Eddie Murphy Made An Incredibly Confusing Vampire Movie
Eddie Murphy starred in the 1995 film Vampire in Brooklyn, which fails at both comedy and horror.
Eddie Murphy is one of the great comedic figures of the 20th century, having conquered the worlds of stand-up comedy, television, and film, in that order. But while he will first and foremost always be associated with humor, Eddie Murphy has done it all: romance, action, science fiction, and even serious drama. But one of his weirdest and most confusing films was in the genre of vampire horror: 1995’s Vampire in Brooklyn, which is currently streaming on HBO Max.
Vampire in Brooklyn is a film that seems to have everything going for it: a superstar at the peak level of 1990s-era Eddie Murphy, a talented supporting cast including Angela Bassett, and legendary horror director Wes Craven (who would soon go on to revitalize the genre with Scream). However, the movie is hampered by Eddie Murphy’s one great desire of the time period: to do anything except comedy. The result is a movie that technically could be called a comedy-horror, but never really at the same time and never entirely successful.
Eddie Murphy stars in Vampire in Brooklyn as Maximillian, a Caribbean vampire arriving in New York City in search of a dhampir (which is to say, a half-human, half-vampire) who can help extend his life past the next full moon. The movie opens with an impressive scene of a cargo ship full of dead sailors crashing into a Brooklyn dock in a clear homage to Dracula’s voyage to England in Bram Stoker’s novel. It is also representative of the movie as a whole that it quickly and incongruously intercuts a dramatic sequence of docks being torn apart and human corpses with a ship inspector played by comedy legend John Witherspoon doing broad reaction bits.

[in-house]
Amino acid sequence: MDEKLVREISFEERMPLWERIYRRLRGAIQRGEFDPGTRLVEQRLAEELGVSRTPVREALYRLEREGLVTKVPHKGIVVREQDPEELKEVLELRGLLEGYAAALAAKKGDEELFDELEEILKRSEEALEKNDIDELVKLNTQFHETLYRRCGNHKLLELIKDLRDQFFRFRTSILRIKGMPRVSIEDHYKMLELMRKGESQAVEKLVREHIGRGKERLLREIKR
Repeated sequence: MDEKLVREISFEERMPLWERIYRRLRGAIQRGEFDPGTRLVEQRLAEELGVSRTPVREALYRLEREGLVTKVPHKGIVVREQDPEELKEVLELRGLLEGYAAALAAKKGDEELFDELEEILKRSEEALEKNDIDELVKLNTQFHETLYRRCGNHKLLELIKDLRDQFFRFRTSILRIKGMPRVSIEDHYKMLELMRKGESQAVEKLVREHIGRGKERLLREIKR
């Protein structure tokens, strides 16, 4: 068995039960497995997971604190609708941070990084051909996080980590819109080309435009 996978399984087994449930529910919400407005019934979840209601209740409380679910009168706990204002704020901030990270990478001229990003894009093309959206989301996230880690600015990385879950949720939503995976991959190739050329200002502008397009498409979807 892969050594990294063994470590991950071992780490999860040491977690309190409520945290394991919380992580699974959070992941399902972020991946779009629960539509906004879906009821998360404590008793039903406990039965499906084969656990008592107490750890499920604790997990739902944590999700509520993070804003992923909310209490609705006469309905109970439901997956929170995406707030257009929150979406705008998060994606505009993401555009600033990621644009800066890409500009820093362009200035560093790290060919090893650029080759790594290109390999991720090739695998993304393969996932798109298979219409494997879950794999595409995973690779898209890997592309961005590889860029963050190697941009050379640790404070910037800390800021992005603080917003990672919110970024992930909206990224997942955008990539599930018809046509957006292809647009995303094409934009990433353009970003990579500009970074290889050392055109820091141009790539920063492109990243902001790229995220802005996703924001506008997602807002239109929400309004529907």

According to Wes Craven, Eddie Murphy was resolutely against doing anything comedic in the film, and it shows. In the 1990s, Eddie Murphy began playing against his typecast wisecracking Axel Foley image by attempting to be a leading man (Boomerang), a political satirist (The Distinguished Gentleman), and, with Vampire in Brooklyn, a supernatural villain. Reportedly, the actor was interested in playing not just a villain role, but a sympathetic, sexy one.
As such, Eddie Murphy’s scenes in the movie alternate between him seducing Angela Bassett, violently murdering people in sometimes actually frightening scenes, and him caving and giving in to some broad comedy. However, Coming to America had already made Eddie Murphy realize the potential of playing multiple roles in a movie, so Vampire in Brooklyn grinds to a halt for two excruciating long scenes in which he first plays a stereotypical Preacher exhorting a congregation into chanting “Evil is Good!” and then as an Italian-American wannabe goon shaking down a club of mafiosos.
It is very telling that the only scenes in which Eddie Murphy himself significantly performs what he is best at both involve him buried in heavy layers of makeup and essentially doing vaudeville bits. While playing Maximillian, Eddie Murphy plays an actually threatening villain who at one point lures Angela Bassett’s roommate into a tryst of sexual ecstasy that ends with her orgasms turning into tortured death shrieks while Bassett furiously paints on the fire escape, the sound muffled by a passing train. It is a genuinely disturbing scene, and most likely what Eddie Murphy himself had envisioned.
However, according to Eddie Murphy himself, the failure of Vampire in Brooklyn was due to one thing: the long wig he wore in character. Specifically, he felt that audiences simply could not tolerate seeing him with long hair and gave up on the movie as soon as he appeared in it. A hot take, to be sure, but almost everyone else in the primary cast has spoken well of the film in the years since.
Vampire in Brooklyn grossed $35 million at the box office (against a $14 million budget), which is not terrible, but definitely not what Eddie Murphy post-Beverly Hills Cop had come to expect. It was also savaged by critics and currently holds 12% on Rotten Tomatoes, though it has come to be seen as a cult classic in some corners of horror fandom.
The next year, Eddie Murphy would star in the enormously successful remake of The Nutty Professor, which cemented both his tendency to play multiple characters and his shift to family films. While he has made moves into other genres since this movie, it seems Vampire in Brooklyn was enough to scare him off making more horror films forever. Though Meet Dave comes close.